The distinction between the reorganized humanities and the traditional natural sciences will be strictly enforced. Any professor who explains anything in domestic politics or international affairs as the result of a Social Force will be summarily dismissed. The same fate will await any natural scientist who attributes motives to inanimate objects — for example, a geologist who explains that a volcano erupted because its long-simmering resentment finally boiled over into public anger.
Architectural styles and dress codes will be enlisted to further accentuate the distinction between the humanities and natural sciences. All human studies are historical sciences. To acknowledge this, the buildings of the Humanities departments on the campus of the New University will be constructed in an eclectic and somewhat repulsive mixture of historical styles — Greco-Roman classicism, traditional Chinese, Muslim, Gothic and Tiki Bar. The buildings that house the natural sciences will be ultra-modern glass and steel boxes. Humanists will be required to wear togas, scientists white lab coats.
As on a traditional campus, at the New University a spacious quad will divide the buildings of the humanists on one side from those of the natural scientists on the other. But the buildings in each row will turn their backs to the buildings of the faculty on the other side. To enter either row of faculty buildings, you will have to go around to the outward-facing facades. To symbolize the absence of methodological contamination, the interior quad will take the form of a moat, with a spiked palisade on each side. A few crocodiles might add some scenic interest.
I haven’t settled on a mascot for the New University yet. Obviously it would need to have two heads. •
Nothing is more crucial to the survival and independence of organisms—be they elephants or protozoa—than the maintenance of a constant internal environment. Claude Bernard, the great French physiologist, said everything on this matter when, in the 1850s, he wrote, “La fixité du milieu intérieur est la condition de la vie libre.” Maintaining such constancy is called homeostasis. The basics of homeostasis are relatively simple but miraculously efficient at the cellular level, where ion pumps in cell membranes allow the chemical interior of cells to remain constant, whatever the vicissitudes of the external environment. More complex monitoring systems are demanded when it comes to ensuring homeostasis in multicellular organisms—animals, and human beings, in particular.
Homeostatic regulation is accomplished by the development of special nerve cells and nerve nets (plexuses) scattered throughout our bodies, as well as by direct chemical means (hormones, etc.). These scattered nerve cells and plexuses become organized into a system or confederation that is largely autonomous in its functioning; hence its name, the autonomic nervous system (ANS). The ANS was only recognized and explored in the early part of the twentieth century, whereas many of the functions of the central nervous system (CNS), especially the brain, had already been mapped in detail in the nineteenth century. This is something of a paradox, for the autonomic nervous system evolved long before the central nervous system.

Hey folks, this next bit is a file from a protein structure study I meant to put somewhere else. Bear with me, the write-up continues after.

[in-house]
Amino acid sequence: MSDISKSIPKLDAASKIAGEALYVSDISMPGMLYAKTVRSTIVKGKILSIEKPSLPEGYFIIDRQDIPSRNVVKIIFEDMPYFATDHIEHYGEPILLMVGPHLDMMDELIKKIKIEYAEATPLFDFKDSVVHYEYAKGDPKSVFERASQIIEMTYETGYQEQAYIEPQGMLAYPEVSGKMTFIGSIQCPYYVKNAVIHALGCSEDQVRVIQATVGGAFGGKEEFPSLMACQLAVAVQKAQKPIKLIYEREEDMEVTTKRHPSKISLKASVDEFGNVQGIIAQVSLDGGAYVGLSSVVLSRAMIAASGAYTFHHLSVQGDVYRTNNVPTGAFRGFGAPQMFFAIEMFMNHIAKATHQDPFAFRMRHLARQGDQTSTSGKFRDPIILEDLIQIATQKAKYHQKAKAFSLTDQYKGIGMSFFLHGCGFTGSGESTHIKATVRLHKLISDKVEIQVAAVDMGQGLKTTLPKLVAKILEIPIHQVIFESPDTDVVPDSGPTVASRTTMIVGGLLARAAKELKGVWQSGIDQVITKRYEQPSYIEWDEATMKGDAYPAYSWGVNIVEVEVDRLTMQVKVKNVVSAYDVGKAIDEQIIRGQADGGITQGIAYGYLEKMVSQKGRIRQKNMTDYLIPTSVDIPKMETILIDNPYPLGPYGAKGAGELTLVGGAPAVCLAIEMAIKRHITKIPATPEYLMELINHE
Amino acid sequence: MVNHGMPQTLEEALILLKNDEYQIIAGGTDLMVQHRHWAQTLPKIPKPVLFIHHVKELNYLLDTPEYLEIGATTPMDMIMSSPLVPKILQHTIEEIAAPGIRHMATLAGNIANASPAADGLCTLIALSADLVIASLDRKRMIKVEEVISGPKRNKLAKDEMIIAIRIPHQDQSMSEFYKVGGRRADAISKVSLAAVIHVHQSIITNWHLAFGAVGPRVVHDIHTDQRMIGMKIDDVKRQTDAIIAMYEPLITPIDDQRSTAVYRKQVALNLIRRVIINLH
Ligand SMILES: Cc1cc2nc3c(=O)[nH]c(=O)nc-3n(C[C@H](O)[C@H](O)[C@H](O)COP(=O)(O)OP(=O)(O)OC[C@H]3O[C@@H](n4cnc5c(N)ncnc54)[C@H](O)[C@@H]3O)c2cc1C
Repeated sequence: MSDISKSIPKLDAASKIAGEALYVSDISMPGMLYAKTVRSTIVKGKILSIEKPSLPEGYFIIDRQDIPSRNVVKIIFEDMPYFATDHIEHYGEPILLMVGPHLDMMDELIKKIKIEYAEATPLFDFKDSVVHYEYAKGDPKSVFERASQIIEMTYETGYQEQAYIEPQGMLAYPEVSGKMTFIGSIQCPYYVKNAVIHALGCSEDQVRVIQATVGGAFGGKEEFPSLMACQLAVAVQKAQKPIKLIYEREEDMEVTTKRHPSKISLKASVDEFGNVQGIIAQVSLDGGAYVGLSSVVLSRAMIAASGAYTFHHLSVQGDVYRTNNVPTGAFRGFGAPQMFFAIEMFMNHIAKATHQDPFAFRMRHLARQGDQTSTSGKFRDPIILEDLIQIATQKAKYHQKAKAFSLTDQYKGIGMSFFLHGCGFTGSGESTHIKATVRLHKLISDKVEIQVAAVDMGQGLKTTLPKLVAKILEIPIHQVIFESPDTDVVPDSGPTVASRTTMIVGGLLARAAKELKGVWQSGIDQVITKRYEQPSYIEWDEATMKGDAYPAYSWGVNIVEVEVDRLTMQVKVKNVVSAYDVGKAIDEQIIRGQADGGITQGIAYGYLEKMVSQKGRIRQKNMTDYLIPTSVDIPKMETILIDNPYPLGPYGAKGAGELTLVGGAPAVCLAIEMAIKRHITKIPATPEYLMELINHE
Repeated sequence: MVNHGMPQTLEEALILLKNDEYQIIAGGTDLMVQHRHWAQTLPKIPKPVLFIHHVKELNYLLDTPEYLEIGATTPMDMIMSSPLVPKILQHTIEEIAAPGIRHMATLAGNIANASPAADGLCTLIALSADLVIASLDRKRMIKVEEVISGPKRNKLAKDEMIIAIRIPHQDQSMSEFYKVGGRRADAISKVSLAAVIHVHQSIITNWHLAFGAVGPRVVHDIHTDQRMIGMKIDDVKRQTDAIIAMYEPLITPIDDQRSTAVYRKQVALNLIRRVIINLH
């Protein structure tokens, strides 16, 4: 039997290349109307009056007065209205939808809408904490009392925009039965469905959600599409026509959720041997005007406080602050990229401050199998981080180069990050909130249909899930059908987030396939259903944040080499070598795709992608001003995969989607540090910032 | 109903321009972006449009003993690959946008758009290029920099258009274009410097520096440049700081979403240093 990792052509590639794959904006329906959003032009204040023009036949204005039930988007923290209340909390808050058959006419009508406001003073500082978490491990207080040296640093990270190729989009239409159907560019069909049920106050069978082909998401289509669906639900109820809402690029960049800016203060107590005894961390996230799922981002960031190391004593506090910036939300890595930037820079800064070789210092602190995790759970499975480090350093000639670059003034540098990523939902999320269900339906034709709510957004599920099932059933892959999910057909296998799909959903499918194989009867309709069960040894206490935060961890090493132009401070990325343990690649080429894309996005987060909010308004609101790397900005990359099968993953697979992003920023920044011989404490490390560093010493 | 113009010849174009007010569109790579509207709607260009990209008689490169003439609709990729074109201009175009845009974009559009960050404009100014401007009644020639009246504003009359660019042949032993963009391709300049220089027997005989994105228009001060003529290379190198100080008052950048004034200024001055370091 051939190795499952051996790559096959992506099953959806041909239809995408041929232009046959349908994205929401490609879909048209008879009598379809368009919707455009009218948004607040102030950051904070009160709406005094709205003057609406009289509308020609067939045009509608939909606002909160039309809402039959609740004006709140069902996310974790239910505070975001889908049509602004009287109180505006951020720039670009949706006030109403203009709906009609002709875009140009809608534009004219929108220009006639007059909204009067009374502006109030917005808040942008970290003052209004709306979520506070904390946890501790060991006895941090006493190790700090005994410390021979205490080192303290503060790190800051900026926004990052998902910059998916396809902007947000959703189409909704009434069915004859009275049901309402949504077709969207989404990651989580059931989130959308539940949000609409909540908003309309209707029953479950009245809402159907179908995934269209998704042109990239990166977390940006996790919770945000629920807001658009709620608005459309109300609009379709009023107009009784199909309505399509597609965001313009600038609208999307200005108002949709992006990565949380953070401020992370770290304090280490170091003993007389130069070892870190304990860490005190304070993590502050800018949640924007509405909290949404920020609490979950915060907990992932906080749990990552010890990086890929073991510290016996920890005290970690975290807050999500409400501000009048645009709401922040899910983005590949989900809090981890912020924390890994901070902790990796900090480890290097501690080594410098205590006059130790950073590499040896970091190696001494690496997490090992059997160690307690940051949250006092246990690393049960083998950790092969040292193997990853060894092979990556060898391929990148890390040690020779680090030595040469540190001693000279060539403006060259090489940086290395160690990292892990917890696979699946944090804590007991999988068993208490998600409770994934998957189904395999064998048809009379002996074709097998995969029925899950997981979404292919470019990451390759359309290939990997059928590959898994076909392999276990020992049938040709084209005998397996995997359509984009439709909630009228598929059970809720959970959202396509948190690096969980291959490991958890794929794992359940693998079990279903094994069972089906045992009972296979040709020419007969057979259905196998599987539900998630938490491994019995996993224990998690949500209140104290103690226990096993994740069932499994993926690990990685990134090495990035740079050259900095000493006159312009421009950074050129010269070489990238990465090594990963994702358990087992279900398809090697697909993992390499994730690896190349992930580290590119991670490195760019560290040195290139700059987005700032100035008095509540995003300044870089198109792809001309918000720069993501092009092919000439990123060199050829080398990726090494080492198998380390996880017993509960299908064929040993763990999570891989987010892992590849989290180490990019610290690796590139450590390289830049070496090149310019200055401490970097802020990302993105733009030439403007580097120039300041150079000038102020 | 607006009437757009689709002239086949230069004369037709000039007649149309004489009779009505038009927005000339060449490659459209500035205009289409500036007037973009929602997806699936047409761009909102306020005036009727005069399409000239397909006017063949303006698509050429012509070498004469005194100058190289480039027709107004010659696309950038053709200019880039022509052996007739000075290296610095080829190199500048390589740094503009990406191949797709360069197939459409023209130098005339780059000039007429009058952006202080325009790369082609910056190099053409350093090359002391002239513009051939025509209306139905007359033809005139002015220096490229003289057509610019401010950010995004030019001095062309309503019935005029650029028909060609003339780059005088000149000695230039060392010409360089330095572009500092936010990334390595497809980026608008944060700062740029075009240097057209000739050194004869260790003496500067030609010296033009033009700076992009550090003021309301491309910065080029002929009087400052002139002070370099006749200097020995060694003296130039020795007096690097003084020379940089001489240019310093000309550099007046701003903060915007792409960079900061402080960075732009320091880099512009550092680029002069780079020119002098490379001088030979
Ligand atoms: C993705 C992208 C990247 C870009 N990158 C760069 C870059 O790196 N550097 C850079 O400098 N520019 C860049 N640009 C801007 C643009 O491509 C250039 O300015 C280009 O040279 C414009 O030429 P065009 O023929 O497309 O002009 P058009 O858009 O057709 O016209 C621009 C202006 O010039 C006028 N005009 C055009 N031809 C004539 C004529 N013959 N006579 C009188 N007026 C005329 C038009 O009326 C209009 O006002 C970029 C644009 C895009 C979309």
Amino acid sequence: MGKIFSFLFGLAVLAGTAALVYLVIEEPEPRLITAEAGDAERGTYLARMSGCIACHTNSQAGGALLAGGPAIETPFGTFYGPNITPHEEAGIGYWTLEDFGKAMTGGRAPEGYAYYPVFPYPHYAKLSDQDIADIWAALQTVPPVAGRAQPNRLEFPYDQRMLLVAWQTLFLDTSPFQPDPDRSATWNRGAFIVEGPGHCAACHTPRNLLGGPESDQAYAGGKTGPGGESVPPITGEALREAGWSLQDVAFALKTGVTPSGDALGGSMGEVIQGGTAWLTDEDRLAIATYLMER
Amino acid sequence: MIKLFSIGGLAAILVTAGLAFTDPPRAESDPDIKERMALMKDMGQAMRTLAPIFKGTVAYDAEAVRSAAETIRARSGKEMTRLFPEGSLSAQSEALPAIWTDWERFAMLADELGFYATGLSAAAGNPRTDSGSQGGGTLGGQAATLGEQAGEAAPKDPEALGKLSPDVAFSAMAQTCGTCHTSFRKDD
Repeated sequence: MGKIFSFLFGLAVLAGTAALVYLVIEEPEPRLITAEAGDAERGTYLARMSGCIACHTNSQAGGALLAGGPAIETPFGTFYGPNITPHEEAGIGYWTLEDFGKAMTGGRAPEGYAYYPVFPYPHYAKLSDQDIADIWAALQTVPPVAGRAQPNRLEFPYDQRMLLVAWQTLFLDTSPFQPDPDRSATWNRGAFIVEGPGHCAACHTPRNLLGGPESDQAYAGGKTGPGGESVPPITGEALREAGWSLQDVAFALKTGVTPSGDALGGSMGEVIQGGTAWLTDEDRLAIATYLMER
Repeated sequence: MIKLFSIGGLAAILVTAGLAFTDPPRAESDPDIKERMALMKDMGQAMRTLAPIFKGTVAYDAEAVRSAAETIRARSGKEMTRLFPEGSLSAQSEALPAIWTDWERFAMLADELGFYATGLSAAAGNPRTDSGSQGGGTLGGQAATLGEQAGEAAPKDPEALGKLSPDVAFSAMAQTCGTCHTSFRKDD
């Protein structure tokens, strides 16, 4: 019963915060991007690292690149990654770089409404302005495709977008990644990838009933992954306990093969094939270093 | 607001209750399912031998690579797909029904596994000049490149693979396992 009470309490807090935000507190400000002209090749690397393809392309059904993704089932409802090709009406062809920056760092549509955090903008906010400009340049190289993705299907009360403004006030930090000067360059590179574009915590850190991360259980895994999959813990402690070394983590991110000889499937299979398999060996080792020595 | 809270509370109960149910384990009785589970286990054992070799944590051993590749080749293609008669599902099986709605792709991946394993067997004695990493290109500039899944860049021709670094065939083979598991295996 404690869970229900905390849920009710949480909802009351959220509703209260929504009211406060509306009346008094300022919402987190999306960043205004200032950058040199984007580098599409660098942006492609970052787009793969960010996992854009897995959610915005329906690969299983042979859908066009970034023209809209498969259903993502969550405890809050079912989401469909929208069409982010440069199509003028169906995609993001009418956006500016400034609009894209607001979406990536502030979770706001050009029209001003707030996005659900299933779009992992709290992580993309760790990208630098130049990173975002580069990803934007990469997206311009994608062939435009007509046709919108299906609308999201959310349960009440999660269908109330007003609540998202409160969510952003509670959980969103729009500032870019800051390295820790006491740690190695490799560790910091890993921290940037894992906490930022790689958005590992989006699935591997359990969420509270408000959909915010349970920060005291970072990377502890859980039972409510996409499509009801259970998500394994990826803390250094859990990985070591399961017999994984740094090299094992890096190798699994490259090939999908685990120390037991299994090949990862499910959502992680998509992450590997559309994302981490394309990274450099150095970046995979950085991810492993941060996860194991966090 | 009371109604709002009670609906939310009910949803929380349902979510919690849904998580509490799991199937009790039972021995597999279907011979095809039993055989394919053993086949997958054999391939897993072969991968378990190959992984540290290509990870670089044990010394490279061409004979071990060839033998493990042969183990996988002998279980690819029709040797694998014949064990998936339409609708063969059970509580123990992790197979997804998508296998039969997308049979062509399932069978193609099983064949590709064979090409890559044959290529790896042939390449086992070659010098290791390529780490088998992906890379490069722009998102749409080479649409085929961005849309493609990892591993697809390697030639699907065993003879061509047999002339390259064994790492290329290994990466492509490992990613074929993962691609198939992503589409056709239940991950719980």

They were (and to a considerable extent still are) independent evolutions, extremely different in organization, as well as formation. Central nervous systems, along with muscles and sense organs, evolved to allow animals to get around in the world—forage, hunt, seek mates, avoid or fight enemies, etc. The central nervous system, with its sense organs (including those in the joints, the muscles, the movable parts of the body), tells one who one is and what one is doing. The autonomic nervous system, sleeplessly monitoring every organ and tissue in the body, tells one how one is. Curiously, the brain itself has no sense organs, which is why one can have gross disorders here, yet feel no malaise. Thus Ralph Waldo Emerson, who developed Alzheimer’s disease in his sixties, would say, “I have lost my mental faculties but am perfectly well.”
By the early twentieth century, two general divisions of the autonomic nervous system were recognized: a “sympathetic” part, which, by increasing the heart’s output, sharpening the senses, and tensing the muscles, readies an animal for action (in extreme situations, for instance, life-saving fight or flight); and the corresponding opposite—a “parasympathetic” part—which increases activity in the “housekeeping” parts of the body (gut, kidneys, liver, etc.), slowing the heart and promoting relaxation and sleep. These two portions of the ANS work, normally, in a happy reciprocity; thus the delicious postprandial somnolence that follows a heavy meal is not the time to run a race or get into a fight. When the two parts of the ANS are working harmoniously together, one feels “well,” or “normal.”
No one has written more eloquently about this than Antonio Damasio in his book The Feeling of What Happens and many subsequent books and papers. He speaks of a “core consciousness,” the basic feeling of how one is, which eventually becomes a dim, implicit feeling of consciousness.1 It is especially when things are going wrong, internally—when homeostasis is not being maintained; when the autonomic balance starts listing heavily to one side or the other—that this core consciousness, the feeling of how one is, takes on an intrusive, unpleasant quality, and now one will say, “I feel ill—something is amiss.” At such times one no longer looks well either.